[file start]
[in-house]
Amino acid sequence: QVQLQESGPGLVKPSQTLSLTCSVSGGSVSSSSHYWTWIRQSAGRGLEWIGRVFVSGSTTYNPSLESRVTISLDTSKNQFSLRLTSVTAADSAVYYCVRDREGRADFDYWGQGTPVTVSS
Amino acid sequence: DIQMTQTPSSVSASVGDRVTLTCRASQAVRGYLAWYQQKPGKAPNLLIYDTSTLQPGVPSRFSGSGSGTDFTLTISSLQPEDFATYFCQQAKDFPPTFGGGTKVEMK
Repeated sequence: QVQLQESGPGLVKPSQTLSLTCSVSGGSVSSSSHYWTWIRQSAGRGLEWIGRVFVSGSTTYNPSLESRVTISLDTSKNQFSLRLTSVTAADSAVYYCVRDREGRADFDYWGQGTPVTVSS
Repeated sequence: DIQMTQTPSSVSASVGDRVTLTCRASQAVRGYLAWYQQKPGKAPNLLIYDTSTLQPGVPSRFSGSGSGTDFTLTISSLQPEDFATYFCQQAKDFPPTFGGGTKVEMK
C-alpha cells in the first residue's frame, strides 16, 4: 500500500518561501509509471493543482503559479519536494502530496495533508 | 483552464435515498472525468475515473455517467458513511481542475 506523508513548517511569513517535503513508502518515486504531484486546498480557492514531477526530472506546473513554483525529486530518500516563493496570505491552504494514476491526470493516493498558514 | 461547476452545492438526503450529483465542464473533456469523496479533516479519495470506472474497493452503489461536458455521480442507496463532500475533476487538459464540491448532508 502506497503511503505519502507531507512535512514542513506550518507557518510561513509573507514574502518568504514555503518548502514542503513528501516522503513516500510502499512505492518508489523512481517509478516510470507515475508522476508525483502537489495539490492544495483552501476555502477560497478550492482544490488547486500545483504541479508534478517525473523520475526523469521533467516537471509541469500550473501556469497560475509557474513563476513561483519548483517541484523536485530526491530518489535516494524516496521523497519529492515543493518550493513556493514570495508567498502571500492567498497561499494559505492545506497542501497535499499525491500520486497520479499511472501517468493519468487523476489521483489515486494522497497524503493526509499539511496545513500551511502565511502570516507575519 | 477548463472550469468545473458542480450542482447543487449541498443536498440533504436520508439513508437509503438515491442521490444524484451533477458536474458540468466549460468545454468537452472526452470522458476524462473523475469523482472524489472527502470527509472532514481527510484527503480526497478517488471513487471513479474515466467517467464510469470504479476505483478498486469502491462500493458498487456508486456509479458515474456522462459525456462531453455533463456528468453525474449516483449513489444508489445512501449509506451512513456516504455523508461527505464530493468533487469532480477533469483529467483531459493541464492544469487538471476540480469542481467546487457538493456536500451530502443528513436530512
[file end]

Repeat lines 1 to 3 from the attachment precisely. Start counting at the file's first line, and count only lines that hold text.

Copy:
[in-house]
Amino acid sequence: QVQLQESGPGLVKPSQTLSLTCSVSGGSVSSSSHYWTWIRQSAGRGLEWIGRVFVSGSTTYNPSLESRVTISLDTSKNQFSLRLTSVTAADSAVYYCVRDREGRADFDYWGQGTPVTVSS
Amino acid sequence: DIQMTQTPSSVSASVGDRVTLTCRASQAVRGYLAWYQQKPGKAPNLLIYDTSTLQPGVPSRFSGSGSGTDFTLTISSLQPEDFATYFCQQAKDFPPTFGGGTKVEMK